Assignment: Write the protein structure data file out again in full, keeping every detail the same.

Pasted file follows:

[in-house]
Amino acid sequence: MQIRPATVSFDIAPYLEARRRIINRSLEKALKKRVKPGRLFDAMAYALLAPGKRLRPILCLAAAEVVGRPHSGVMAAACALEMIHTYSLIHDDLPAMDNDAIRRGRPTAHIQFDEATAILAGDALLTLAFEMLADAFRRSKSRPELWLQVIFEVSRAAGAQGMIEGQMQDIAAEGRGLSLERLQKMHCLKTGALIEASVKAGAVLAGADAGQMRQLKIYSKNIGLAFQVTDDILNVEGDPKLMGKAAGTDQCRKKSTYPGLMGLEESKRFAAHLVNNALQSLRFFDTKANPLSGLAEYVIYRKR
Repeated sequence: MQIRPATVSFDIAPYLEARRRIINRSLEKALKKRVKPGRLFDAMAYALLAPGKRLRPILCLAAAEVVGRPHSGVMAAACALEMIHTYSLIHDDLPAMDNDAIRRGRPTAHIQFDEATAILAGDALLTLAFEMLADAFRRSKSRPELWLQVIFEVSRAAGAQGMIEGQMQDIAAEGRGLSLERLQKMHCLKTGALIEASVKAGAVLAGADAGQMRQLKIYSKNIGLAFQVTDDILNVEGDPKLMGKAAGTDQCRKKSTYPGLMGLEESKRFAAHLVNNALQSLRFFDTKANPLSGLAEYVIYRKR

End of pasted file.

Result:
[in-house]
Amino acid sequence: MQIRPATVSFDIAPYLEARRRIINRSLEKALKKRVKPGRLFDAMAYALLAPGKRLRPILCLAAAEVVGRPHSGVMAAACALEMIHTYSLIHDDLPAMDNDAIRRGRPTAHIQFDEATAILAGDALLTLAFEMLADAFRRSKSRPELWLQVIFEVSRAAGAQGMIEGQMQDIAAEGRGLSLERLQKMHCLKTGALIEASVKAGAVLAGADAGQMRQLKIYSKNIGLAFQVTDDILNVEGDPKLMGKAAGTDQCRKKSTYPGLMGLEESKRFAAHLVNNALQSLRFFDTKANPLSGLAEYVIYRKR
Repeated sequence: MQIRPATVSFDIAPYLEARRRIINRSLEKALKKRVKPGRLFDAMAYALLAPGKRLRPILCLAAAEVVGRPHSGVMAAACALEMIHTYSLIHDDLPAMDNDAIRRGRPTAHIQFDEATAILAGDALLTLAFEMLADAFRRSKSRPELWLQVIFEVSRAAGAQGMIEGQMQDIAAEGRGLSLERLQKMHCLKTGALIEASVKAGAVLAGADAGQMRQLKIYSKNIGLAFQVTDDILNVEGDPKLMGKAAGTDQCRKKSTYPGLMGLEESKRFAAHLVNNALQSLRFFDTKANPLSGLAEYVIYRKR